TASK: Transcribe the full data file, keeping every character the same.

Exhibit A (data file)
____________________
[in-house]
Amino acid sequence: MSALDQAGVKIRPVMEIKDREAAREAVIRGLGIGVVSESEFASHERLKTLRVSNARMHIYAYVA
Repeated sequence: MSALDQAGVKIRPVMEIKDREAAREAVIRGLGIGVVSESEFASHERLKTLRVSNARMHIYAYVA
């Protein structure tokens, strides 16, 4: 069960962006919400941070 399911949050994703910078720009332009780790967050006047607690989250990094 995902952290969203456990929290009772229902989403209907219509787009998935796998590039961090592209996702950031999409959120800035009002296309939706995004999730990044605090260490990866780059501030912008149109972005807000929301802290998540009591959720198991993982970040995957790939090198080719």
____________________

[in-house]
Amino acid sequence: MSALDQAGVKIRPVMEIKDREAAREAVIRGLGIGVVSESEFASHERLKTLRVSNARMHIYAYVA
Repeated sequence: MSALDQAGVKIRPVMEIKDREAAREAVIRGLGIGVVSESEFASHERLKTLRVSNARMHIYAYVA
């Protein structure tokens, strides 16, 4: 069960962006919400941070 399911949050994703910078720009332009780790967050006047607690989250990094 995902952290969203456990929290009772229902989403209907219509787009998935796998590039961090592209996702950031999409959120800035009002296309939706995004999730990044605090260490990866780059501030912008149109972005807000929301802290998540009591959720198991993982970040995957790939090198080719």